Places of worship to resume services under level 3 of lockdown
Places of worship may resume their services under level 3 of lockdown, with strict conditions in place.
In March, places of worship were forced to close their doors to congregants, as the government implemented a nationwide lockdown to curb the spread of Coronavirus.
Churches, synagogues, mosques, temples and other recognised places of worship may now resume services, but these will be limited in size to 50 people or less, depending on the space available.
Social distancing will have to be observed and all congregants will have to wear face masks, in line with the current regulations.
Following consultation with religious leaders, the National Coronavirus Command Council acceded to calls by the sector to resume their work of providing spiritual guidance.
In a briefing on Tuesday evening, President Cyril Ramaphosa announced the NCCC’s decision to allow the re-opening of faith-based services from 1 June 2020.
“After consideration following consultation with our religious leaders, we have therefore determined that as part of the regulations for alert level 3, the current restrictions on congregational worship will be eased in a carefully measured way.
“Places of worship may re-open, subject to strict restrictions, which are absolutely necessary if we are to prevent infections from rising in accordance with the norms and standards that will be set out in the regulations,” said the President.
In preparation to resume services, all religious organisations are required to thoroughly clean and sanitise places for worship before and after services.
“Our faith communities must ensure that any religious rituals that carry even the slightest possibility of exposing worshippers to risk should be avoided and that where they form an essential part of religious practice, sanitisation is paramount,” said President Ramaphosa.
Religious leaders will be recognised as essential religious frontline workers for purposes of spiritual counselling to members of their faith organisations.
National day of prayer
Ahead of the ushering in level 3 of lockdown, leaders of various faith communities have called for a national day of prayer on Sunday, 31 May. The day will be used to pray for healing.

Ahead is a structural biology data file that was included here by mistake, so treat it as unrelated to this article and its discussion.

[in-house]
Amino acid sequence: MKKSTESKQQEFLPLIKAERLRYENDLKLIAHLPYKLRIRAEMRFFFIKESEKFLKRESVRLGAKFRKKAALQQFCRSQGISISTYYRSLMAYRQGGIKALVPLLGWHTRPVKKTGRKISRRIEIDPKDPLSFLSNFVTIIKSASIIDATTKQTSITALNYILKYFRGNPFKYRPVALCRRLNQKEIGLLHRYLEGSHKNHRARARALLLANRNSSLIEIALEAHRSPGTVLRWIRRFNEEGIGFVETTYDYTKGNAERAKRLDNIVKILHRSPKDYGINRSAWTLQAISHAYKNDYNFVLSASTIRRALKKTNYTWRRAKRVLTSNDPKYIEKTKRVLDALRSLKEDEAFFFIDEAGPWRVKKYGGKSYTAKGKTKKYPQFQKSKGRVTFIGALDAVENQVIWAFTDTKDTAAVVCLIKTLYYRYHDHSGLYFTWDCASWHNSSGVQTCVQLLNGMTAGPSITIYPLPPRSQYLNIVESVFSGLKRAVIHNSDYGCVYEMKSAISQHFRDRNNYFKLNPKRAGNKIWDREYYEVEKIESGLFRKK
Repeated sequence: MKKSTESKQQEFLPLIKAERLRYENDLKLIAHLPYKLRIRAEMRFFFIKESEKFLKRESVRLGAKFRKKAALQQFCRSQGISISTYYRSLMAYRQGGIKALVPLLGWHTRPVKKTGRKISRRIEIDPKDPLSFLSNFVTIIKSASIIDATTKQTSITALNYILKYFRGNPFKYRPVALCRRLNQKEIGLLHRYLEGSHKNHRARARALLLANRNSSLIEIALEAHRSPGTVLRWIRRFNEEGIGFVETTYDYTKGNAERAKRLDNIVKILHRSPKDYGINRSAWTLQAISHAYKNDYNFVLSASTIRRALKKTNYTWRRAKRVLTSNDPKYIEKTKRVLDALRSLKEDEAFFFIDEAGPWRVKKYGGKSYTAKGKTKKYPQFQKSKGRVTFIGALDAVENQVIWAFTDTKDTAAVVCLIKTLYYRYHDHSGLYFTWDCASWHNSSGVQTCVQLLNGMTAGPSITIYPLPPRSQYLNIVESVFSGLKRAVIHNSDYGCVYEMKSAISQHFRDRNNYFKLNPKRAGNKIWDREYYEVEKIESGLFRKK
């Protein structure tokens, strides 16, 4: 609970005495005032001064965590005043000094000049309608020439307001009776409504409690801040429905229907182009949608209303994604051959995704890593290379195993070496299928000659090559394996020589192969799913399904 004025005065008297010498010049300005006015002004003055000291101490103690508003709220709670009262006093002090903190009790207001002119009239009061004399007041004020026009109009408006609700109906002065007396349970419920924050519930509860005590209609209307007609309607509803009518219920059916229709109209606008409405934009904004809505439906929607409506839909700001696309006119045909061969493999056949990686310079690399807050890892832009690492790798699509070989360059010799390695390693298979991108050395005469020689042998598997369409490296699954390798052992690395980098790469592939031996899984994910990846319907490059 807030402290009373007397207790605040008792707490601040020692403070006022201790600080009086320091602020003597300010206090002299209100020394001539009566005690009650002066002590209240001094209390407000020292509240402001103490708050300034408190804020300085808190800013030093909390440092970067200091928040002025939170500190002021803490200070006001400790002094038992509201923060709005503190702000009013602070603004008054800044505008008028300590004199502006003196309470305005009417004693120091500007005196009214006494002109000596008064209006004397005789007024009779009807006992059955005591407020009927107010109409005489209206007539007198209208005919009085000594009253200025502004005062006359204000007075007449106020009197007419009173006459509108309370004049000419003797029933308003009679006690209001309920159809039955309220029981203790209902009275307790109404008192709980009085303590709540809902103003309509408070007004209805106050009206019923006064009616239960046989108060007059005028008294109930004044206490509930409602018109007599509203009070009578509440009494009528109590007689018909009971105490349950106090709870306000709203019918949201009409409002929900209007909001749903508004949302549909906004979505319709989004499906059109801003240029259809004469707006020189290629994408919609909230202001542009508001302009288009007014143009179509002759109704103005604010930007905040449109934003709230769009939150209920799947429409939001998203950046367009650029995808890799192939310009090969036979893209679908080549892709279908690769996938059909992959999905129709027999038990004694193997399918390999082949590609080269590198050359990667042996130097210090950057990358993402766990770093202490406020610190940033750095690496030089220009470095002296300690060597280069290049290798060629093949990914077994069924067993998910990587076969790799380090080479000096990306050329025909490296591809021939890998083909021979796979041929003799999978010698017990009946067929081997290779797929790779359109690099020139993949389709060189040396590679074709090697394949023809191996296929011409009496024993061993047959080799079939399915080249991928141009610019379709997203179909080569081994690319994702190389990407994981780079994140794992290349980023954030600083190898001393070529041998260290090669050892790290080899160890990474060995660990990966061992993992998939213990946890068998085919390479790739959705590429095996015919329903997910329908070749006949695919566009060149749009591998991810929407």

“On this day, wherever we may be, I call upon you to turn your thoughts to all who have been affected by this pandemic.
“On this day, we should remember those who are working to keep us safe and those who are suffering and grieving,” said the President.
After 750 days President Ramaphosa has announced that the State of Disaster, implemented to assist the government in dealing with Covid-19, will end. However a number of restrictions will remain in place as Covid-19 has not disappeared completely. The question many are asking is whether masks will still be required?
It's been approximately two years ever since the Covid-19 virus has emerged, restrictions and lockdowns became a norm. Recently, the Health Department has changed a number of Covid 19 protocols.
As 2021 comes to an end, many South African citizens are preparing for festive season celebrations. However, curfew may pose a challenge to this.
In October 2021, the Compensation Commissioner in South Africa issued a Notice on Compensation for COVID-19 vaccination side effects. The Notice was published in terms of section 6A(b) of the Compensation for Occupational Injuries and Diseases Act 130 of 1993 (COIDA) and provides that the Compensation Fund will "cover employees for injuries, illness or death as a result of receiving the COVID-19 vaccine”.
Most Popular Articles Today
When I think about our company culture, I think about how we do things around the office. And I mean that in the broadest sense of the term - how we interact with customers, how we deal with new employees, how we approach difficult tasks and problems. Culture is a strong word and can mean a lot of things.
Five years ago, Cynthia Mokgobu started a tiny farming operation in her backyard in the Limpopo village of Bochum. Today, she’s supplying vegetables to markets as far afield as Gauteng, and is well on her way to realising her dream of becoming a fully-fledged potato farmer and ensuring food security for her entire village.
Motorists could be in for a nasty surprise at fuel pumps with the temporary relief measure to reduce the price of petrol, set to conclude at the end of May.
Employers too often misuse disciplinary warnings or avoid using them at all because they are unsure of how the law allows them to use such warnings. In labour law the main purpose of giving warnings is to remind employees of the employer’s standards of conduct and work performance and to give them a chance to improve.
Training and development is the process in which one improves on skills, concepts, changing of attitudes and to gain knowledge. This basically consists of three main branches namely: Training, Education, and Development.
Other People Were Also Interested In